The majority of issues we face in relationships can be boiled down to 4 types of behaviors we exhibit. So what are they? How do you identify which ones you exhibit, and what can you do to deal with them in yourself, your partner, friends, family members, and coworkers before they fall apart?
What to Listen For
- How did the Gottman Institute get started?
- How much overlap is there between the issues married couples face versus friends, coworkers, and family members and what can we learn from the overlap?
- What are the biggest issues typically seen in newlyweds and couples first moving in together?
- What is implied when you stand up at the altar to say, “I do” and what should a conversation about those implications revolve around?
- What 3 questions should you ask yourself before entering into a couples therapy situation and how do you use these questions to make sure both of you are on the same page when it comes to expectations?
- What are the 4 problem behaviors that come up in relationships and why is it important to identify YOUR problem behavior before calling out your partner’s?
- Why is it a bad idea to see a therapist without your partner if you’re having relationship issues?
- How do relationship problems express themselves through our emotional, mental, and physical well being?
- How do you deal with criticism whether it’s coming from yourself or your partner?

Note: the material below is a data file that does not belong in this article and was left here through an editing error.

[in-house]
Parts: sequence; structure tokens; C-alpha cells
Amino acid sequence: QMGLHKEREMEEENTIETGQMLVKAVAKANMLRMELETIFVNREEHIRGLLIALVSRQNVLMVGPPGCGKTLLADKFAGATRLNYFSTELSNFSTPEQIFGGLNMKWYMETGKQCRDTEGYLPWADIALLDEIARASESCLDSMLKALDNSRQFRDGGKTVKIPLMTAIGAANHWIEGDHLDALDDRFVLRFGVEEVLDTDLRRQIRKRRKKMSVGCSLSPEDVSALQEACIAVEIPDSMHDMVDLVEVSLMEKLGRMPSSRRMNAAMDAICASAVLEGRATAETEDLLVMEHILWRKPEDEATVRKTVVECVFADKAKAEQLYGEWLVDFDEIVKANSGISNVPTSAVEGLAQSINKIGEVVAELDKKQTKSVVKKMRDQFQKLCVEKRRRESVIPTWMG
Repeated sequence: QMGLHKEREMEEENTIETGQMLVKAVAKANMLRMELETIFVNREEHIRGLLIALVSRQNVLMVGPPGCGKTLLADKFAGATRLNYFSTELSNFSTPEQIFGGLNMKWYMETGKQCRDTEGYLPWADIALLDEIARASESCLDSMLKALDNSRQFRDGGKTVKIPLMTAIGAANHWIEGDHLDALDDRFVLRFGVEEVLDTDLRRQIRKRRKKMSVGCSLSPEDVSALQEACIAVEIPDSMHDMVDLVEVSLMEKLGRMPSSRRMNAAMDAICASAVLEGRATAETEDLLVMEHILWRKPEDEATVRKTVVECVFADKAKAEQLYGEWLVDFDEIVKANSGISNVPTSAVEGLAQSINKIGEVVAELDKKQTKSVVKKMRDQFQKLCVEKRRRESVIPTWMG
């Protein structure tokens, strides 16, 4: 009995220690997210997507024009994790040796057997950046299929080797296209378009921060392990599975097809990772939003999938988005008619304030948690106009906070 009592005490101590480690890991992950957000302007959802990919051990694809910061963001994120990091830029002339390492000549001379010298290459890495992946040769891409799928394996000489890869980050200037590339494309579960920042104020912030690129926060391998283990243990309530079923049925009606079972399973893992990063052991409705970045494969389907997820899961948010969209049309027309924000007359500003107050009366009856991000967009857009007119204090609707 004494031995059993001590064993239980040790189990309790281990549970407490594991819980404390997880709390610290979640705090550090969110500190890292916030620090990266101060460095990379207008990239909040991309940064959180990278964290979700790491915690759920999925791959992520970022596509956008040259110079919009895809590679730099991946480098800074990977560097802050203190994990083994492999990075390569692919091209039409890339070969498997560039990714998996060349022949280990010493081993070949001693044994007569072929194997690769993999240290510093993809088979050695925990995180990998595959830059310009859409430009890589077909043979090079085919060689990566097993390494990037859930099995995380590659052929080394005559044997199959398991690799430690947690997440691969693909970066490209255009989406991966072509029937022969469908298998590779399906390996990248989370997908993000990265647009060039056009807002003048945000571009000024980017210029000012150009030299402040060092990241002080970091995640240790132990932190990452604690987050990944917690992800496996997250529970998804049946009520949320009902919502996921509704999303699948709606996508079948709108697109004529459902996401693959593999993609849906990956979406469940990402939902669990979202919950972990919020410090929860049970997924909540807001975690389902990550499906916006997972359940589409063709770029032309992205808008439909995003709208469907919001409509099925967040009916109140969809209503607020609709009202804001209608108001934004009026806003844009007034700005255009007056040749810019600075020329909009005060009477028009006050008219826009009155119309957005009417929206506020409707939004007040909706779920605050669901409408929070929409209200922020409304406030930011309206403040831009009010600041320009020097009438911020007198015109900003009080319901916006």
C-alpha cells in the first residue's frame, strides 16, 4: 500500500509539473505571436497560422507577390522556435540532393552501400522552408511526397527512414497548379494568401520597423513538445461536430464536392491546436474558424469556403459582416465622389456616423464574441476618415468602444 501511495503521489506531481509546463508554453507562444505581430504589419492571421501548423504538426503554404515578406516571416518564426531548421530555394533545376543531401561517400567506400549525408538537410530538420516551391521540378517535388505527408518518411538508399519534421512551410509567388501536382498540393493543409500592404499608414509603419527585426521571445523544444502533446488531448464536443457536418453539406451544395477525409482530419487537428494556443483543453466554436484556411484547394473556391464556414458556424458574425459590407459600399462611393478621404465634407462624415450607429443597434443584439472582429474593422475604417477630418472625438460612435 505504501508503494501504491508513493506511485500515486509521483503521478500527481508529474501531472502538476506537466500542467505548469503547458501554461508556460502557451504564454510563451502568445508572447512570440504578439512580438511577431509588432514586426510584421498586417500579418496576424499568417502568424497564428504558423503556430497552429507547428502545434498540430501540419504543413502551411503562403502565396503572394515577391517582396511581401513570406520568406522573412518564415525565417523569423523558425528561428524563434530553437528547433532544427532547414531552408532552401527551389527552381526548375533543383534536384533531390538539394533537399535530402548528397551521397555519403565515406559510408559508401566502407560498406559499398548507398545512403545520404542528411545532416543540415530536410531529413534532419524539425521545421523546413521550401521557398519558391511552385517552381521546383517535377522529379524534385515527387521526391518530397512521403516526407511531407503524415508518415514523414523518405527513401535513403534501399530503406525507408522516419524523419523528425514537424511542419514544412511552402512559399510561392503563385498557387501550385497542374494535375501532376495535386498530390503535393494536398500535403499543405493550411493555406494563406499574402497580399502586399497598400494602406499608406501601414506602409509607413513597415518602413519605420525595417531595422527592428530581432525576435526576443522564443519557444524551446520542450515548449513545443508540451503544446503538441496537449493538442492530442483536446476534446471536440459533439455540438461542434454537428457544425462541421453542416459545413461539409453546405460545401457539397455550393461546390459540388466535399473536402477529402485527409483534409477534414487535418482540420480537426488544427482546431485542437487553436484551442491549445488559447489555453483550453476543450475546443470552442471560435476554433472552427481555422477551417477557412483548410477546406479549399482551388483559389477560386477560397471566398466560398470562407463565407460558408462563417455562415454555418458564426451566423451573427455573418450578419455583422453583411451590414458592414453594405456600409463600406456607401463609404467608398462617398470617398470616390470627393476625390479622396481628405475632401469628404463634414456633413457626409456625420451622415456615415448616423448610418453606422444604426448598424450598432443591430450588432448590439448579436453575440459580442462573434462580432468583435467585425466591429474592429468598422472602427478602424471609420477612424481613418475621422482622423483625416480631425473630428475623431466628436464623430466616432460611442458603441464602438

- What is the difference between complaining and blaming, and why is one ok and the other is not?
- How do you deal with defensiveness in a relationship?
- How can you develop patience when it comes to your partner’s development since we all grow at different speeds?
- What questions can you ask your partner to show your support for their development and assist in it (if they want you to)?
Relationships are a two-way street, so the issues we face while in relationships are a result of one person’s actions and the other’s reactions. This is not to say that one person is always acting and the other is reacting, but when attempting to tackle issues you have in your relationships, you must acknowledge your role in that issue. The responsibility does not fall 100% on you or the other person, but is shared between the two of you. This applies to romantic relationships, platonic relationships, professional relationships, and familial relationships.
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